State Sen. Kelly Hancock’s résumé lists a business degree, a career as a chemical executive and four terms in the Texas Legislature.
Fellow state Sen. Konni Burton’s budget experience mostly involves managing a family’s needs, without benefit of Texas’ $8 billion rainy-day fund.
Both will be speaking for Tarrant County beginning Tuesday in the Legislature, where budgeting is mostly left to senior lawmakers.
As promised, Burton will have something to say about that.
The Colleyville Republican told business leaders Tuesday that she wants Texas to dedicate new car sales taxes solely to highways, reduce business and property taxes, and begin each state budget debate at zero instead of arguing how much more to spend.
“I want to defend the taxpayers,” she said, sticking to positions she staked during the campaign for state Sen. Wendy Davis’ seat.
Hancock and Texas Association of Business executive Bill Hammond, host for the luncheon forum at Joe T. Garcia’s, basically said it’s not that simple.
Texas banks $4 billion a year in new car sales taxes, so dedicating that only to highways would leave a chunk of the budget to fill another way. And Texas doesn’t have many ways.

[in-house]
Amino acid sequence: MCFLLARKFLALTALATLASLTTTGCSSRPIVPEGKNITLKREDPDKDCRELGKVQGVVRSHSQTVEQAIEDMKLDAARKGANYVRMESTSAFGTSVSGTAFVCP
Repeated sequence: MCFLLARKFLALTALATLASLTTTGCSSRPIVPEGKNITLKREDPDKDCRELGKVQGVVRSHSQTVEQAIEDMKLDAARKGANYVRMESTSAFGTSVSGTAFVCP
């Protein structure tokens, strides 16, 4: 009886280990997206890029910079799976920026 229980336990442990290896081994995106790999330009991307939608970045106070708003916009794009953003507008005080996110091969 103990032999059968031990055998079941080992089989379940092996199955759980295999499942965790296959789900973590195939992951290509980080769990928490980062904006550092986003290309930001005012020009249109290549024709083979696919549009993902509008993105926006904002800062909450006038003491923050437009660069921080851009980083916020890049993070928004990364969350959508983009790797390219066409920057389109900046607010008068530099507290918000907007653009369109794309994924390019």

Even the idea of phasing in a dedicated fund failed last session.
“Taking [the $4 billion] away is not something that is going to be popular or accepted,” said Hancock, a North Richland Hills Republican and member of the Finance Committee now led by state Sen. Jane Nelson, R-Flower Mound.
The slower phase-in is more likely to pass, he said.
Hammond asked Burton twice if the state can afford to dedicate a special fund or to reduce taxes.
She said that she wants to and that she’ll be “fighting” in Austin for a dedicated highway fund.
Hancock’s answers sounded more like those of a fifth-term lawmaker and influential senior senator.
He answered questions with “I don’t know yet” and “I sure hope so.”
Much of the uncertainty revolves around sinking oil prices and energy revenue.
Afterward, Burton noted accurately that the uncertainty only makes her point: “You should always think cautiously when you don’t know how much money is coming in.”
Hammond, a former Texas House lawmaker from Dallas, remembered his rookie House campaign in 1982.
The Dallas Morning News sent him a long questionnaire about the state budget and finance.
He wrote back: “How do you expect me to know the answers to these questions? I haven’t even gone down there yet.”
He knew how much he didn’t know.
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